DevOps Has Reached “Escape Velocity”, CIO’s Need To Get Onboard!

Robert Stroud

In an era where velocity and agility are driving technology management organizations over simple cost reduction, every business must constantly evolve to drive business differentiation. Leveraging practices such as Lean and Agile, smaller changes, automated pipelines and product centric teams, DevOps is transitioning from unicorns and small projects to company-wide initiatives. Companies such as WalmartING and JetBlue to name a few are leveraging DevOps to drive their business transformations and are reaping the benefits or accelerated velocity across the organization. DevOps is a powerful approach available to the CIO to drive velocity and agility, supporting the innovation required to drive business transformation.

 

Unlocking the value requires cultural change

To unlock the promise of DevOps, CIOs must lead and support a cultural change within their technology management organization. As any leader knows, changing institutionalized behavior is the toughest of all management challenges and CIOs are understandably skeptical of new trends.  Despite this, CIOs must recognize when a trend becomes an imperative for survival. DevOps has become this imperative, and CIOs must engender a culture of collaboration and learning and enable their people with the right tools to drive holistic life-cycle automation.  

 

Lean processes are critical to success

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Collaborate With Finance To Prove Marketing's Business Value

The Data Digest: The Information Power Play

Anjali Lai

Recent incidents remind us that knowledge is power. Earlier this week, US President Trump shared classified information with foreign delegates — and by doing so, he potentially declassified it. When The Washington Post exposed the headline first, the article became the most viewed digital news story in the publication’s history. This comes only a few days after a sweep of global cyberattacks locked major corporations and governments out of their data and threatened to release stolen content (like a soon-to-be-released Disney film) in increments. These stories remind us that those who own and control information wield power — but also that the boundary between public and private information is becoming easier to transgress.  

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Congrats On Your New Car! But Before You Go . . .

Danielle Travaglini
If you’ve ever bought a car from an auto dealership, this story might ring true for you.
 
After weeks of test driving, researching, and debating prices, I finally settled on the exact car to buy. I felt relieved to make this decision and couldn’t wait to drive my new ride home.
 
But there was just one thing left to do: meet with the dealership’s “finance guy” to finalize everything. What should have been a quick and painless interaction with a dealership employee turned out to be uncomfortable and maddening. The employee was extremely pushy, attempting to use scare tactics to sell me additional warranties and insurance. I politely declined these numerous times, only to have my repeated “no, thanks” ignored and refuted with condescending comments. After begging over and over to simply sign my paperwork so I could leave, I managed to extract myself from this employee’s grip, feeling exhausted, annoyed, and disrespected to the point where I wondered why I was buying a car from these people in the first place. I was no longer excited and just wanted to leave and never come back. Not exactly a fairy tale ending to my car-buying experience.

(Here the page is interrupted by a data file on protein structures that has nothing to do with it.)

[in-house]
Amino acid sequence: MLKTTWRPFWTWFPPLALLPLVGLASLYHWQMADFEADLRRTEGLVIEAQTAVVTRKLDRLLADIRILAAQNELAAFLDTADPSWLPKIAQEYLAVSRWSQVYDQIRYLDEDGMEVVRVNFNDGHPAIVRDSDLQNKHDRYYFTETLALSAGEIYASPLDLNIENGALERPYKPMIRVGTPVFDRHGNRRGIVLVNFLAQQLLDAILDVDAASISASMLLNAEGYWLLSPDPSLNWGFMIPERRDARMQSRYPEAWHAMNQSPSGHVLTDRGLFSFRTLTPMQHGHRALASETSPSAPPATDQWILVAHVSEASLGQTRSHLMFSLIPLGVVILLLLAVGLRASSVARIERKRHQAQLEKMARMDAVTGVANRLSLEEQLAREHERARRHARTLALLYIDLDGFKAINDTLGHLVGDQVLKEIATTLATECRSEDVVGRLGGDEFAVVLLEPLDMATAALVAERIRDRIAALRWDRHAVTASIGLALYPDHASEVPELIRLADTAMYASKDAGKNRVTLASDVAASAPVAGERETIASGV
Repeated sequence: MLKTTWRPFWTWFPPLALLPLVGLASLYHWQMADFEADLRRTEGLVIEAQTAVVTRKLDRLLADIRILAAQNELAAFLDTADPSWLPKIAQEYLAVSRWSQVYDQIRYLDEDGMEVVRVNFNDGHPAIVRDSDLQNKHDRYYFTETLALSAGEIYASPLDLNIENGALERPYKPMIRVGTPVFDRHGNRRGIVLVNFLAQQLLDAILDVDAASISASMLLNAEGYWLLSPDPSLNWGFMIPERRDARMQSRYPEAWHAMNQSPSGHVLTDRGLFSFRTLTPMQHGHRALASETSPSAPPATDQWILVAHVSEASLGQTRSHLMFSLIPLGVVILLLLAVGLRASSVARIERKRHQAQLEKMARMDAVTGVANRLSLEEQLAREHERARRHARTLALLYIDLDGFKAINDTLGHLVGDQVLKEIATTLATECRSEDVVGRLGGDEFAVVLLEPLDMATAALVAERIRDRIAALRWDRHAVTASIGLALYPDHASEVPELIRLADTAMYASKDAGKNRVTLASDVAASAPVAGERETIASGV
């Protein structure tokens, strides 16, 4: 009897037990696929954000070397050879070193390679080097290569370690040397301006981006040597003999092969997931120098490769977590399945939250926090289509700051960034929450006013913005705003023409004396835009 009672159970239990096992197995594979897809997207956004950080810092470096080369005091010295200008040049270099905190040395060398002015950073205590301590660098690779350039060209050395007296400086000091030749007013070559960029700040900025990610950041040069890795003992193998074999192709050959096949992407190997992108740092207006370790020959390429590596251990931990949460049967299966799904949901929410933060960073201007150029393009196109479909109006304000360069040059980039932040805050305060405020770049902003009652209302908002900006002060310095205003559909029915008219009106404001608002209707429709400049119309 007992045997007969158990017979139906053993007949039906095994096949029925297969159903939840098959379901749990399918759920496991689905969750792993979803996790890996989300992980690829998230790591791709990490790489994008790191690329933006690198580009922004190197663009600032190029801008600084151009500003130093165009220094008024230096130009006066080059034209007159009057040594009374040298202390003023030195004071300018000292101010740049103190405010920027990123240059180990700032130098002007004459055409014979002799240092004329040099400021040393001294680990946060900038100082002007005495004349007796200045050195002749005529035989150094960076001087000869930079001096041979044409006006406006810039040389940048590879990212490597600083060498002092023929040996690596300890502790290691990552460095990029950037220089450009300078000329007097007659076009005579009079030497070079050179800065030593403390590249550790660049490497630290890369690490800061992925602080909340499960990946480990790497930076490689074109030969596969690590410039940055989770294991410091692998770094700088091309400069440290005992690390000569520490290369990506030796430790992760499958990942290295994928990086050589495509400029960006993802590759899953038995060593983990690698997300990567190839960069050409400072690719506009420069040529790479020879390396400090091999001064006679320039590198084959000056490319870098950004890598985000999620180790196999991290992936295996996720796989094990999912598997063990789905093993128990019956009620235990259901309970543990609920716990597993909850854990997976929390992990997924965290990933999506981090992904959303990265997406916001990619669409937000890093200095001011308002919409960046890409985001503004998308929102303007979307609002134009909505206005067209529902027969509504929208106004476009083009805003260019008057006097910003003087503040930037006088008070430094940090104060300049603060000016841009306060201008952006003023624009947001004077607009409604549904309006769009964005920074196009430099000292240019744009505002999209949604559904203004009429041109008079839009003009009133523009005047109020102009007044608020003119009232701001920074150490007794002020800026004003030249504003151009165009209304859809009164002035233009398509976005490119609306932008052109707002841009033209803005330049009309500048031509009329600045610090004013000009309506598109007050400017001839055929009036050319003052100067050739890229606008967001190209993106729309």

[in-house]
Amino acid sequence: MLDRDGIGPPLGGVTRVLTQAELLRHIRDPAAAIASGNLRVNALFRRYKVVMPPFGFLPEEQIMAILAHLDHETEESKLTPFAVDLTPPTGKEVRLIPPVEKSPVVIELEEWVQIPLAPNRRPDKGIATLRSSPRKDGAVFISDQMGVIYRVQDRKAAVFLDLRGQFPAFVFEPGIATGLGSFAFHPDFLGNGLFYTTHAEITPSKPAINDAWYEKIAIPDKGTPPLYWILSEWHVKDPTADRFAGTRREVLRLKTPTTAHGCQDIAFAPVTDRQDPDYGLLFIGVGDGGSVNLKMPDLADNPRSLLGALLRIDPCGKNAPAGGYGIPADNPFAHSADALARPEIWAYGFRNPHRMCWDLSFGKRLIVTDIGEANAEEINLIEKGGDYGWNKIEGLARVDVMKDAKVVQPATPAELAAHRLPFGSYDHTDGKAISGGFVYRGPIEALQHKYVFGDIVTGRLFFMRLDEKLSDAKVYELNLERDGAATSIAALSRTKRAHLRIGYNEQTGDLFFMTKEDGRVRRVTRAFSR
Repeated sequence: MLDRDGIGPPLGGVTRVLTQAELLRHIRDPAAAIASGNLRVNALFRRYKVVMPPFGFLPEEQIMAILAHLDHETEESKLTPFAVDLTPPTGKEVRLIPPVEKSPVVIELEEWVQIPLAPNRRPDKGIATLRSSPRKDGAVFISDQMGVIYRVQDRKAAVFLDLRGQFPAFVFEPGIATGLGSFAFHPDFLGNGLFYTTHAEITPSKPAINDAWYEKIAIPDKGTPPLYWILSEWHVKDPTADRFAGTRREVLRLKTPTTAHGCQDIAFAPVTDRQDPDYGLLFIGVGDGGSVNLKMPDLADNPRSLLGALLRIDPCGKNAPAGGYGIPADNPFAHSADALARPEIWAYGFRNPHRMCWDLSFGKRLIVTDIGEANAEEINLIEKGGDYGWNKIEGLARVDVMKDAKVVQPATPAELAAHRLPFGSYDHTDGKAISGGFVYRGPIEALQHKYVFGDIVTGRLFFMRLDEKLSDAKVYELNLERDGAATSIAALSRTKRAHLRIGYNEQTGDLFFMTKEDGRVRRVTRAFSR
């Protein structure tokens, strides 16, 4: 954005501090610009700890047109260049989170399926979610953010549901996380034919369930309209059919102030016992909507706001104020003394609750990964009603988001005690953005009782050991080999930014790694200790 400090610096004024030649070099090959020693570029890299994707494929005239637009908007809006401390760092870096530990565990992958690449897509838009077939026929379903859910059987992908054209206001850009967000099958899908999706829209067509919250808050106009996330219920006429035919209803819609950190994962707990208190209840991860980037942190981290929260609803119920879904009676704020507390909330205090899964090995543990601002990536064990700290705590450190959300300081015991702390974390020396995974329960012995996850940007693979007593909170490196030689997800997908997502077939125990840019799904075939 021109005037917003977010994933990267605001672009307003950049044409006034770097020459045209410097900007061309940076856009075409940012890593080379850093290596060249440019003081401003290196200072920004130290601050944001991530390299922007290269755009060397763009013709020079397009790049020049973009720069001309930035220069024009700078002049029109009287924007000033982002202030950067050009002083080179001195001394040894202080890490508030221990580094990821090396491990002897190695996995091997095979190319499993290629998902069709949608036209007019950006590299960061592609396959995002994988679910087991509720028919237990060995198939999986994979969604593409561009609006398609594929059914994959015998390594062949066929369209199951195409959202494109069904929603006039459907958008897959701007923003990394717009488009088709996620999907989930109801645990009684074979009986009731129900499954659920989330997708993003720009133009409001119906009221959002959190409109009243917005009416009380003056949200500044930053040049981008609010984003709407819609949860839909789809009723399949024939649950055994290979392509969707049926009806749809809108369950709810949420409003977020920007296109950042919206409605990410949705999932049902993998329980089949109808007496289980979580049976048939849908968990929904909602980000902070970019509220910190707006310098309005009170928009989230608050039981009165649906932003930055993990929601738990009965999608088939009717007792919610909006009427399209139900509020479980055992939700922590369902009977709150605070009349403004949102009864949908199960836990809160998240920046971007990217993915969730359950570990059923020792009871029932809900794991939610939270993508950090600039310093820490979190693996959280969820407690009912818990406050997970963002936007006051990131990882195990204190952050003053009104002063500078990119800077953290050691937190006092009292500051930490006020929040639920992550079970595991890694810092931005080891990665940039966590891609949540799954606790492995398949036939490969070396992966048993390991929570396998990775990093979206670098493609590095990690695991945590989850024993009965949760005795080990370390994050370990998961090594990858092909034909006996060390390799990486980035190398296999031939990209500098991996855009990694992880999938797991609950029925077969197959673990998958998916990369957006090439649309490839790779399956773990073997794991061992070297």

I’m not alone in feeling this way; one customer in Forrester’s Customer Experience Index (CX Index™) Consumer Perspective Online Community says of her car-buying experience:
 
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B2B Marketers Need To Apply The Lessons Of Customer Obsession To Seller Development

Steven Wright

“We need to train the sales force!” comes the cry. Whether marketing or product management, sales ops or finance, IT or legal, everyone wants to train the sales force. The reasons are always good: efficiency, effectiveness, and excellence. But frequent and tactical training can distract sellers from and delay them in performing their most important task: selling.

My newest report, "Build A Seller Development Framework," updates Forrester’s Seller Development Framework (formerly Forrester’s Sales Training Solution Framework) to take a fresh look at how to plan for and evaluate the training needs of sellers to move beyond defining needs based on "Who's asking?" to "What’s the right approach?"

Sales enablement vendors have also taken note of the need to embed seller development within sales enablement automation. Brainshark has announced partnerships with Highspot and Seismic to leverage Brainshark’s solutions for sales mastery and continuous training as part of overall sales enablement automation. Allego, a mobile video sales learning platform, just announced a partnership with Wilson Learning to provide more continuous sales development. These announcements are in line with our predictions of increased partnering in the sales enablement and development market.

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Product Development Must Evolve for the Internet of Things

Nate Fleming

Traditional physical products and machinery are steadily being replaced by connected products and assets that shift business models and augment customer relationships with digital experiences and data.  But creation of these products is a major challenge for traditional product companies. The process of building connected products is complex, requiring new software development skill sets, accelerated product release cadences, and innovative software tools and proccesses that meet the needs of IoT product organizations.  For traditional product companies to make the transition to a digital product development organization and successfully create connected products they will need to focus on the following five initiatives:

  1. Create an open partner ecosystem that amplifies product value.